You are in the middle of an intense negotiation for a big contract with a large company. If you are able to come to an agreement, you will make one of the largest commissions you’ve ever made. You are almost there, and then your negotiating opponent throws you for a loop by asking for a last-minute concession on the price.
What do you do?
If you have a proper system of negotiation in place, it will be easy for you. You will just react based on pre-defined rules that you’ve already set for yourself before starting the negotiations.
You do have a set of rules and a system in place, don’t you?
If not, it’s time to put one into place.
First, you will need to define the desired outcome of the negotiation. What is your ultimate mission and purpose? What does a successful outcome look like for you?
Within that framework, there will be plenty of smaller agreements to come to before the big agreement is made. So, you will need to draw out a map, at least in your mind and preferably on paper.
Start at square one and list all of the potential forks in the road. What decisions could you possibly have to make during the course of the negotiation? If you are offering consulting services for example, you may think of some of the following:
How many hours will you be expected to dedicate to this client?
Will you be working on-site or off-site?
Will you be the only one working on the client’s project or will there be a team available?
Are you offering a guaranteed level of performance?
Are you going to bill up-front, after the work is done, or in small increments throughout?
For each one of these questions, you should already have an answer. Once one of these items comes up in the negotiation, you won’t even have to think about your approach to it, your system will kick in and the answer is right there for you.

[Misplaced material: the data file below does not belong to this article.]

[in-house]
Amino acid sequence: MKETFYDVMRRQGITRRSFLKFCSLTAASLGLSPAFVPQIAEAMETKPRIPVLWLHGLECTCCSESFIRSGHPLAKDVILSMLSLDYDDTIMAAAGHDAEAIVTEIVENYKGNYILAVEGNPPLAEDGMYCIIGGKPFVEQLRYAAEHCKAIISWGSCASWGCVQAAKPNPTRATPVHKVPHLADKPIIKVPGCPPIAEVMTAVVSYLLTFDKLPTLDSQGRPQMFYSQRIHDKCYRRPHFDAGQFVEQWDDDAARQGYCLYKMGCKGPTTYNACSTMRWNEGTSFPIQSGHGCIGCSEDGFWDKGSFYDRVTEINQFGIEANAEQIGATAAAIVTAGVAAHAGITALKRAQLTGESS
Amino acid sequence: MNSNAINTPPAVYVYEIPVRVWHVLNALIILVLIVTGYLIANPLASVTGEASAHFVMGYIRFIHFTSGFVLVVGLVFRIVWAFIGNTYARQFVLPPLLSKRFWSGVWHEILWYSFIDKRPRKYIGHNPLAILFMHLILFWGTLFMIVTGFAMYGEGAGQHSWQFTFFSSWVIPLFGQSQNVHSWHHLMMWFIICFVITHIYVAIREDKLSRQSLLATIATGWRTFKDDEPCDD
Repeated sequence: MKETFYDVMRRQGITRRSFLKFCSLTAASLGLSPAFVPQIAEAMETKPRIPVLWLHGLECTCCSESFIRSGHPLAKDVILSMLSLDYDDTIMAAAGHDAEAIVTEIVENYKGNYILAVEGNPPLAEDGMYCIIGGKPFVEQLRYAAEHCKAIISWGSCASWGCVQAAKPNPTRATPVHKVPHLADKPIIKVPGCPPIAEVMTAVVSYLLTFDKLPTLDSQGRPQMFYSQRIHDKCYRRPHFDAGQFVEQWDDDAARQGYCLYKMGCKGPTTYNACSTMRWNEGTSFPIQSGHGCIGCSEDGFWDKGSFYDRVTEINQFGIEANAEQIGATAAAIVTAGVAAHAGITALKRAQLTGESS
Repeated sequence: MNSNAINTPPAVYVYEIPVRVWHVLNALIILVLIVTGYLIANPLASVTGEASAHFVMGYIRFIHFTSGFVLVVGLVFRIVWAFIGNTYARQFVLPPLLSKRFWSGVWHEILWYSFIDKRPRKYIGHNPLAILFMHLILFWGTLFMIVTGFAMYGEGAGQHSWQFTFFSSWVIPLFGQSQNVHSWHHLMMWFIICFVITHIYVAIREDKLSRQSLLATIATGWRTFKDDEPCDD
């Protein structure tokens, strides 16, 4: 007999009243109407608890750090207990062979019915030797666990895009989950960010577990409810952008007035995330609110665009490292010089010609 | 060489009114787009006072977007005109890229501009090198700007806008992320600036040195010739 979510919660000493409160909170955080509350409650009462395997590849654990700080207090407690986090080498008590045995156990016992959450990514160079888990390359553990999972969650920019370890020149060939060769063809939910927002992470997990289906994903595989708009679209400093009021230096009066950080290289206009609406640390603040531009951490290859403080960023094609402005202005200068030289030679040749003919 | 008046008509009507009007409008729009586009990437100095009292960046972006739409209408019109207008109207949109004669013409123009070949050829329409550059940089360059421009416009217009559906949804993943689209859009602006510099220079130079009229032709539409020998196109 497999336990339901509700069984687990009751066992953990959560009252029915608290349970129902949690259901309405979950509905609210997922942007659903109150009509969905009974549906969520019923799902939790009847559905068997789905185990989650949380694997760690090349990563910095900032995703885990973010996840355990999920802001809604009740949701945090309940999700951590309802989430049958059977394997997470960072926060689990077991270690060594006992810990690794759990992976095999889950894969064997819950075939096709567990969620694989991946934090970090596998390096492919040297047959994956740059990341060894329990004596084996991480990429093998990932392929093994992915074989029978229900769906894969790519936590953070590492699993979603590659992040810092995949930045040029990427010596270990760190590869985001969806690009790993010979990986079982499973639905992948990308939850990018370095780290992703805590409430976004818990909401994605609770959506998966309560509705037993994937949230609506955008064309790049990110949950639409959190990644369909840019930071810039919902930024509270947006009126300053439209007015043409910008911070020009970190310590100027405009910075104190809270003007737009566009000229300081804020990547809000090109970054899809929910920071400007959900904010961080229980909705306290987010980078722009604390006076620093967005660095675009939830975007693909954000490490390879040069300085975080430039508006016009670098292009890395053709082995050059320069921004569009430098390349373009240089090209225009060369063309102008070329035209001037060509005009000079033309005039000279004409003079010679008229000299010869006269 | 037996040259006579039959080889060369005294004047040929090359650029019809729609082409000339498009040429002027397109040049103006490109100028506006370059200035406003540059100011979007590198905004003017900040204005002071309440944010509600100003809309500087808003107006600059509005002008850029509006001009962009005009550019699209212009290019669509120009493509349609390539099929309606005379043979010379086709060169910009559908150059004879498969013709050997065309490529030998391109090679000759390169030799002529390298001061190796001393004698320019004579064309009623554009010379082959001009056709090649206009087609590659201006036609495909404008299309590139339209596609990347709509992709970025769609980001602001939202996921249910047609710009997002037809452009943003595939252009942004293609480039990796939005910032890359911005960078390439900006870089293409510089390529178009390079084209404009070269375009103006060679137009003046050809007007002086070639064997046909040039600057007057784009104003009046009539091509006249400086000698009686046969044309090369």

The same applies to a fighter pilot. If the pilot has lost control of the plane, there will be a certain protocol to follow that will eventually lead to the pilot ejecting from the plane. Because the pilot has trained beforehand and knows the sequence of events that lead up to this decision, he is able to eject calmly.
If you or I were in that situation and had never trained and thought of our system of evaluating when to eject, we would panic. We wouldn’t know if ejecting is the right thing to do or not. We would question our own sanity. What’s missing is a simple and automatic decision-making protocol.
So, before going into your next negotiation, consider all possible scenarios and decide beforehand how you will handle them. Will it be something you can continue on with, or will it be a roadblock that will prevent the continuation of the negotiation?
Once you have this system in place, your negotiations will be on auto-pilot.